11 November 2021 — Tricontinental
Kang Minjin of the Justice Party of Korea at COP26 in Glasgow, 6 November 2021. Photograph by Hwang Jeongeun.
Greeting from the desk of the Tricontinental: Institute for Social Research.
Nothing useful seemed to emerge from the United Nations Framework Convention on Climate Change (UNFCCC) at COP26 this week. The leaders of developed countries made tired speeches about their commitment to reversing the climate catastrophe. Their words rang with the clichés of spin doctors, their sincerity zero, their actual commitments to lowering carbon emissions nil. Mitzi Jonelle Tan, a Filipino climate activist and spokesperson for Fridays for Future, said that these leaders ‘spew empty, tired promises’, leaving young people like her with a ‘sense of betrayal’. As a child, she said, she felt the danger of being caught up in flash floods in the Philippines, floods that have terrible repercussions for high-risk countries. ‘There’s a climate trauma that young people experience’, said Tan, ‘yet the UNFCCC keeps us out’.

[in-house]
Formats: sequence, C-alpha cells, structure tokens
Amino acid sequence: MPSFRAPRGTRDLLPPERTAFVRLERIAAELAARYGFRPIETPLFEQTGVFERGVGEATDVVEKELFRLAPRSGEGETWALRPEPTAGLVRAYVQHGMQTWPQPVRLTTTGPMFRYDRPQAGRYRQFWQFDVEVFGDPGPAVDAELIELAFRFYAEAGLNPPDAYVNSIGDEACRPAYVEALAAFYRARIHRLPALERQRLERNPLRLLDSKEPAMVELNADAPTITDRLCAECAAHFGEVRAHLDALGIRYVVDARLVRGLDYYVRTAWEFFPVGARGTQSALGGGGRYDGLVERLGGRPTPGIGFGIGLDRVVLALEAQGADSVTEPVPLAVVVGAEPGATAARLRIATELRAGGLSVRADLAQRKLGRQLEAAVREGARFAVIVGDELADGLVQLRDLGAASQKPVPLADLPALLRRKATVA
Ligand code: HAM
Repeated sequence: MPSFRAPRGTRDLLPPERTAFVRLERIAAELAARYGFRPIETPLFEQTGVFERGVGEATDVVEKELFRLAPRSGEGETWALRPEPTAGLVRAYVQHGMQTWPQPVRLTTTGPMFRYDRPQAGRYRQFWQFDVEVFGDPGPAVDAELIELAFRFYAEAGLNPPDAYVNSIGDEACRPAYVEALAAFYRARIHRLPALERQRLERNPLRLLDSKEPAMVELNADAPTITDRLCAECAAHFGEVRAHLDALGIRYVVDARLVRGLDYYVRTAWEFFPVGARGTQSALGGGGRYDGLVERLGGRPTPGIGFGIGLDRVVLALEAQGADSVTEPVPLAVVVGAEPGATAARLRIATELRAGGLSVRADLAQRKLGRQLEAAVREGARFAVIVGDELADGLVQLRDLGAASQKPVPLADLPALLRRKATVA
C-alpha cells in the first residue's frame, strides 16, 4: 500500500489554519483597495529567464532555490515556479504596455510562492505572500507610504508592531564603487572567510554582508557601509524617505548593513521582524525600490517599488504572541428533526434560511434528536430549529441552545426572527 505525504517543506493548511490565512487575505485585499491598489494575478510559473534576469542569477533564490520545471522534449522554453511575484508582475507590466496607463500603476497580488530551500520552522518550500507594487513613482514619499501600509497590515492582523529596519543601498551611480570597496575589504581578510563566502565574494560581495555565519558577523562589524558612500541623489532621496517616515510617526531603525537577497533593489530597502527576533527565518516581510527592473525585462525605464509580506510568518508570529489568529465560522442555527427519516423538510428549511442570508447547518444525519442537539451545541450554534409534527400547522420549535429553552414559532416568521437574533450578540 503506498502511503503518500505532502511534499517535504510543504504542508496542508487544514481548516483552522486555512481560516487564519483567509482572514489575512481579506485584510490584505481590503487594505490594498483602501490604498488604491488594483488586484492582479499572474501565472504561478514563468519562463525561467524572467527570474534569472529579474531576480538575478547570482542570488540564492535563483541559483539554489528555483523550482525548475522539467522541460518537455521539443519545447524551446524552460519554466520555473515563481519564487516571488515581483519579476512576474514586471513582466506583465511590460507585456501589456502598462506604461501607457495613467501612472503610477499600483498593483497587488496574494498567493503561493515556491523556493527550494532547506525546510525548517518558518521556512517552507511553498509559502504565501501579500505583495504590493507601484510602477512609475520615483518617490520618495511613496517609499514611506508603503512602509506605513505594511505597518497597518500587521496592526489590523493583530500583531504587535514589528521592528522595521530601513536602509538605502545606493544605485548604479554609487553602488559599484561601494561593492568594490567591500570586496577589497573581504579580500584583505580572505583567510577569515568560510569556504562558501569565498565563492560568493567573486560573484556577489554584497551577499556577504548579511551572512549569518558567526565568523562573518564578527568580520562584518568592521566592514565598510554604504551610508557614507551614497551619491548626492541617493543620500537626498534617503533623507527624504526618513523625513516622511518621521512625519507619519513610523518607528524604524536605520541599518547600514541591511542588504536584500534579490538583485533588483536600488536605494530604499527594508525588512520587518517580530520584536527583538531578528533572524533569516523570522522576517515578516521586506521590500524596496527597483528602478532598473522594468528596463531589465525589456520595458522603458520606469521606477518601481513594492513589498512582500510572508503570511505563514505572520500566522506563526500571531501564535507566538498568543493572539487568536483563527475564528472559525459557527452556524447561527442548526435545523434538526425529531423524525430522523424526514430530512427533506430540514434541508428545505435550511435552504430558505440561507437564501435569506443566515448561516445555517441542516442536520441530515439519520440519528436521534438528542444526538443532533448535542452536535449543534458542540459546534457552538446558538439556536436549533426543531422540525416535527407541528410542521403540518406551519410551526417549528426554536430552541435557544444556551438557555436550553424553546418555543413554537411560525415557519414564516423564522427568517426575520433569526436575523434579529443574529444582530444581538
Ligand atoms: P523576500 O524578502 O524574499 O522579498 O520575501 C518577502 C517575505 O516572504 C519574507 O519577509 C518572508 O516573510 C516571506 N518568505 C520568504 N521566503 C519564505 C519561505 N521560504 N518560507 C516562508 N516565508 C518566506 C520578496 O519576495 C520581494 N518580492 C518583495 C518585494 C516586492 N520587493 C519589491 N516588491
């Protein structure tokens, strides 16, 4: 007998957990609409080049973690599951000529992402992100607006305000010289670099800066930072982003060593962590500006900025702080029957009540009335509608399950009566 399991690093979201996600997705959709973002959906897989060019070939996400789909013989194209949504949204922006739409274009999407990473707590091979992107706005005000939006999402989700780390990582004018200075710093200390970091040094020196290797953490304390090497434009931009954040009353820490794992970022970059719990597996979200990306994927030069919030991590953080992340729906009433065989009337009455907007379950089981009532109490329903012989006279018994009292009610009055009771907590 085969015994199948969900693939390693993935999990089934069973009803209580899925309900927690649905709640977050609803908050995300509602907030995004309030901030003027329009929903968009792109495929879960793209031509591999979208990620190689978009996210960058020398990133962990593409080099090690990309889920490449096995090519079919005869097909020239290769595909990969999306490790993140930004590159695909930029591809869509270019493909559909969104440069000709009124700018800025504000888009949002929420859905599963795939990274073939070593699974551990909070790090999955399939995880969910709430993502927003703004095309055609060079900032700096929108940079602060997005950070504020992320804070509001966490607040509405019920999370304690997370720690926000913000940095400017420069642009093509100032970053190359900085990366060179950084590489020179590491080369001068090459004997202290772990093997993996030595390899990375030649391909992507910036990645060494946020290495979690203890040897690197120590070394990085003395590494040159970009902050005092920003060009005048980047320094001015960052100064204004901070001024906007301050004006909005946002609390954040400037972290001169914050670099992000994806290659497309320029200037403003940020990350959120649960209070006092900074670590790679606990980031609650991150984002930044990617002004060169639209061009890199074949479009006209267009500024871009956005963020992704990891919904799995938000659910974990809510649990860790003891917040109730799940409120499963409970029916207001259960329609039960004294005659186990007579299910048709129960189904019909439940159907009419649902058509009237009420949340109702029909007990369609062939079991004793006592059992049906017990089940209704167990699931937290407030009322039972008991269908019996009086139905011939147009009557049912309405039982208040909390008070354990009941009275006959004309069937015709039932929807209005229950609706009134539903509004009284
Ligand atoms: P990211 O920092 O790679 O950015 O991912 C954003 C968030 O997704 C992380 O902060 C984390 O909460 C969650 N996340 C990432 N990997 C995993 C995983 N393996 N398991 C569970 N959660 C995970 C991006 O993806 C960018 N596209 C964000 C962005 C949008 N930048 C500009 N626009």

The Pacific Climate Warriors at COP26 in Glasgow, 6 November 2021.
The youth-led Pacific Climate Warriors marched through rainswept Glasgow on 6 November, their flags of the South Pacific Islands fluttering in the fast wind. They were one amongst many groups from small island states and from areas with large populations of indigenous peoples who face great and urgent threats to their existence. ‘We don’t want your pity’, said Reverend James Bhagwan of the Pacific Climate Warriors. ‘We want action’.